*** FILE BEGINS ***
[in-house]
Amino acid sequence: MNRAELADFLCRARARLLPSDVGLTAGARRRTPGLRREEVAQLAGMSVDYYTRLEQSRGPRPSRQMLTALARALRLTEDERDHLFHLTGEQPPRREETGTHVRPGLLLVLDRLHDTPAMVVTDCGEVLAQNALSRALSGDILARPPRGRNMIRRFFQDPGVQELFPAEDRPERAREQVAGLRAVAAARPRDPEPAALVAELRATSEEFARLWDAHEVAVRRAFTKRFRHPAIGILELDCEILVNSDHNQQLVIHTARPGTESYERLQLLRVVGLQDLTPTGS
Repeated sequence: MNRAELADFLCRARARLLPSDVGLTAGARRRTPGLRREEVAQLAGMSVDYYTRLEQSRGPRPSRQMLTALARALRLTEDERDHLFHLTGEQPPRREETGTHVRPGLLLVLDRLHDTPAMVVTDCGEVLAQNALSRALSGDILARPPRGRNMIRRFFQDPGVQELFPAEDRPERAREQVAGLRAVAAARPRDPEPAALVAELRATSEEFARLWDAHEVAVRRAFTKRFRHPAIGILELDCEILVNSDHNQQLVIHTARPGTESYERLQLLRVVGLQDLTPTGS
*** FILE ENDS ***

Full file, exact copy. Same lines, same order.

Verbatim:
[in-house]
Amino acid sequence: MNRAELADFLCRARARLLPSDVGLTAGARRRTPGLRREEVAQLAGMSVDYYTRLEQSRGPRPSRQMLTALARALRLTEDERDHLFHLTGEQPPRREETGTHVRPGLLLVLDRLHDTPAMVVTDCGEVLAQNALSRALSGDILARPPRGRNMIRRFFQDPGVQELFPAEDRPERAREQVAGLRAVAAARPRDPEPAALVAELRATSEEFARLWDAHEVAVRRAFTKRFRHPAIGILELDCEILVNSDHNQQLVIHTARPGTESYERLQLLRVVGLQDLTPTGS
Repeated sequence: MNRAELADFLCRARARLLPSDVGLTAGARRRTPGLRREEVAQLAGMSVDYYTRLEQSRGPRPSRQMLTALARALRLTEDERDHLFHLTGEQPPRREETGTHVRPGLLLVLDRLHDTPAMVVTDCGEVLAQNALSRALSGDILARPPRGRNMIRRFFQDPGVQELFPAEDRPERAREQVAGLRAVAAARPRDPEPAALVAELRATSEEFARLWDAHEVAVRRAFTKRFRHPAIGILELDCEILVNSDHNQQLVIHTARPGTESYERLQLLRVVGLQDLTPTGS